So please, please believe me when I say that Imposter Syndrome is a liar. Once again, you are not only more capable than you believe, but you are as deserving of believing in yourself as your friends, colleagues, and classmates are. I promise.

3.      Grades matter, but not ever over your mental health.


I have always been very academic - yeah, one of those “gifted and talented” kids. We all know what happened to us: we put all our worth into our grades and now feel empty because we think we are underachieving.

This contributed, partly, to why I got depressed in my first year. I felt so out of my depth. In the midst of my depression, I neglected all self-care and only worked. I thought that if I stopped working, something bad was going to happen, because throughout everything I have always kept up with school.

The quality of my work decreased because I had no energy. This fueled the depression and it became a cycle.

I realise now that I needed to restore some balance in my life, and when exam season came around, I definitely employed this better: I wouldn’t use up every hour of every day revising, but instead plan in my revision sessions, and also schedule breaks and time to draw. (Drawing was the hobby I maintained throughout this time and it helped me express myself.) This, in combination with my medication, kept me afloat, and helped me do well in my first year of university. I resisted the urge to feel lazy, selfish, or like I wasn’t doing enough because everyone around me was pulling all nighters in the library and eating dinner from their rooms - and it was one of the most helpful things I did.

4.      Your privileges and lack thereof will impact you - acknowledge this.


Ah, the myth of meritocracy: if you work hard, you will succeed. What this notion misses out is that some people get a head-start.

If your family is middle- or upper-class, the likelihood is you got a better start on your academic journey than a working-class student (e.g. private education or well-funded schools with smaller classes, out-of-school tutoring, financial support, family who have already been through the university process and can proofread your work and applications, and wider socialisation that makes you seem like a more viable student to many institutions, e.g. a “posher” accent, using “proper English” (aka not slang) or more socially rewarded extracurricular activities). As a working class person, I noticed this a lot going into University. I also saw how many people didn’t notice.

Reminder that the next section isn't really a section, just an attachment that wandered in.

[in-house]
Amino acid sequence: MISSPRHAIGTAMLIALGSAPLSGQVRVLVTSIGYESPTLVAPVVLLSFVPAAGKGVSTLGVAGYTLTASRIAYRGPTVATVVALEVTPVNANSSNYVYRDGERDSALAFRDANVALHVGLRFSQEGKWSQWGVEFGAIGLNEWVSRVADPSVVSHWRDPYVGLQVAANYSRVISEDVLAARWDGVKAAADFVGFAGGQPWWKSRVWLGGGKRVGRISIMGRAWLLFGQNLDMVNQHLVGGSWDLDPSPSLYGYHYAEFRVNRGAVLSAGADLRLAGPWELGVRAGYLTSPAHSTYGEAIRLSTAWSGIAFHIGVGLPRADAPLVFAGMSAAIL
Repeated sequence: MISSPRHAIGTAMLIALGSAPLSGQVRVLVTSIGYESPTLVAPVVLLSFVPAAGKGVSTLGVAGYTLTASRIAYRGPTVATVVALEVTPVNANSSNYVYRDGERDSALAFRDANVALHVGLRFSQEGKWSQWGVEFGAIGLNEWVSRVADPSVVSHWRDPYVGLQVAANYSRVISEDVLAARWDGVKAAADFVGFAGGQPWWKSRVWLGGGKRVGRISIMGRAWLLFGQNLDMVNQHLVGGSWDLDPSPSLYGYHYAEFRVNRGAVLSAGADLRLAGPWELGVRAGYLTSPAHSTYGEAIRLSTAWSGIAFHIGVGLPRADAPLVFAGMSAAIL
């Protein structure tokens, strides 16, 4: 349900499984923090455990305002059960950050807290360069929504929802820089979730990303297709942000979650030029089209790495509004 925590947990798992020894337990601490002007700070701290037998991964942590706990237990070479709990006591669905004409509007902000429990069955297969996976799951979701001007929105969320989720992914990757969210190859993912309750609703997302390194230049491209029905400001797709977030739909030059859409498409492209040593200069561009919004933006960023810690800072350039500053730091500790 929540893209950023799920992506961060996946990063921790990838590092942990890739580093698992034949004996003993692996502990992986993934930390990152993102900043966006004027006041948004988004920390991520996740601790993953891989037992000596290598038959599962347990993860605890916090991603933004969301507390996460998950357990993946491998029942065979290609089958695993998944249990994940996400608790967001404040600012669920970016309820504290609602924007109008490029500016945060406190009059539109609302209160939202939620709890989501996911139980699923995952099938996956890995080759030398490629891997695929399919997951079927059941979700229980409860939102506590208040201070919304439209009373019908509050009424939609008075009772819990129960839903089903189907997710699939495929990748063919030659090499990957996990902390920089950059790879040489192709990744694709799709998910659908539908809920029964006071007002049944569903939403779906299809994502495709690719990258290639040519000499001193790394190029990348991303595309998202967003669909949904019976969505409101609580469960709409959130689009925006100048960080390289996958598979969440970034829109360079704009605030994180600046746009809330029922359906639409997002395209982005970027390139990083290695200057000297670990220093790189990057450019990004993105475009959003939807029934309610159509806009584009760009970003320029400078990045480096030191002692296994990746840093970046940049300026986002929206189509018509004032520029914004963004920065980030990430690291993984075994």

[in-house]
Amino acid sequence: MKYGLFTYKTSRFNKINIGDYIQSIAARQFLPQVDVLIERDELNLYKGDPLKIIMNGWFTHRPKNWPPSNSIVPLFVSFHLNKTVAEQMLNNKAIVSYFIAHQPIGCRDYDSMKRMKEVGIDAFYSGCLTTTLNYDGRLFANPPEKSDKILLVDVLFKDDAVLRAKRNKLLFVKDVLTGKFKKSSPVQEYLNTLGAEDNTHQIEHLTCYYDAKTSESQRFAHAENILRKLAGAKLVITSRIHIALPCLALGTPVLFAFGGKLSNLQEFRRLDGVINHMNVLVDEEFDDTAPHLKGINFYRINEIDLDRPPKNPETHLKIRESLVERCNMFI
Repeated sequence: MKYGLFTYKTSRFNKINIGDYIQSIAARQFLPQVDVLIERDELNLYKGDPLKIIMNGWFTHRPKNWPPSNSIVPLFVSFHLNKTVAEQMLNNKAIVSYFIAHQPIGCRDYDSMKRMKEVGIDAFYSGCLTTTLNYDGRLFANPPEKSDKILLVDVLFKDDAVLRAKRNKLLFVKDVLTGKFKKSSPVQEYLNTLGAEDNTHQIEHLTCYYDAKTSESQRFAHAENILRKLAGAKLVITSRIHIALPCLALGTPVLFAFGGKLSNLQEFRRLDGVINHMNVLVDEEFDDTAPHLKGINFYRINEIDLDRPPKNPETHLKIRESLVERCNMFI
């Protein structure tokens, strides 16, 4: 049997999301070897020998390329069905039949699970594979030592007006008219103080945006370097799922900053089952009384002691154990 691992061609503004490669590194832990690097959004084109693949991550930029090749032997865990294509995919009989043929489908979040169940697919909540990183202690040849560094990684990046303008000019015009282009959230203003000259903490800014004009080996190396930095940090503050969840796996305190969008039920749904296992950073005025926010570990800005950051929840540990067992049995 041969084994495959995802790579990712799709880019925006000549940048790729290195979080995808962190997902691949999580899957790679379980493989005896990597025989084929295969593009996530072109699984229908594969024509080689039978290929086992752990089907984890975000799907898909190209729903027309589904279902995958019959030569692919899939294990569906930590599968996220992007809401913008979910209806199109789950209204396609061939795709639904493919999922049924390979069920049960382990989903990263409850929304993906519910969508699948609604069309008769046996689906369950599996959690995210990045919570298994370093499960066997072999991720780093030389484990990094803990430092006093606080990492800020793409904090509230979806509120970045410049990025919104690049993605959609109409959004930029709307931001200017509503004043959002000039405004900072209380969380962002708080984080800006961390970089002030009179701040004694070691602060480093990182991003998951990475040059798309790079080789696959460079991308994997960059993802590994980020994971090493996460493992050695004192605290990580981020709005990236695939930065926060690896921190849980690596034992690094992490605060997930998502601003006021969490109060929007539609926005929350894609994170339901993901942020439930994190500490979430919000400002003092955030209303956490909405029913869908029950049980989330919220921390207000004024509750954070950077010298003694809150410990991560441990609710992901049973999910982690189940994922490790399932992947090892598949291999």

My secondary school was an inner-city, underfunded London school and half my year group failed their GSCEs for many reasons, including the, uh, not great education. We didn’t have enough textbooks, seats, classrooms or resources. This is such a far cry from the experiences of most of my peers.

I also had to worry about things my peers didn’t even have to consider. For example, I needed a guarantor in my second year for my housing (someone who can cover rent if I fail to pay it). Usually, this would be a parent - but guarantors have to own a house or pay a mortgage. My immediate family all rent. My parents both live in council flats. This was an obstacle that caused me a lot of stress in second year which could have impacted my education negatively had it not been sorted out.

This is only one example of how our privileges or disadvantages can impact our education. In the grand scheme of things, I am still a very privileged person. When I moved for sixth form (ages 16-18), I received a lot of help in my uni applications that other students didn’t because I a) did well academically, but b) let’s be real, I could pass as a middle-class student. I am white. I “speak well” (which is classist in itself, but I am articulate and if I don’t use slang, I can sound like I’m from Surrey - lol). I had lots of extracurriculars, because I had time for them. In essence, people’s first impressions of me aren’t informed by negative stereotypes, conscious or unconscious.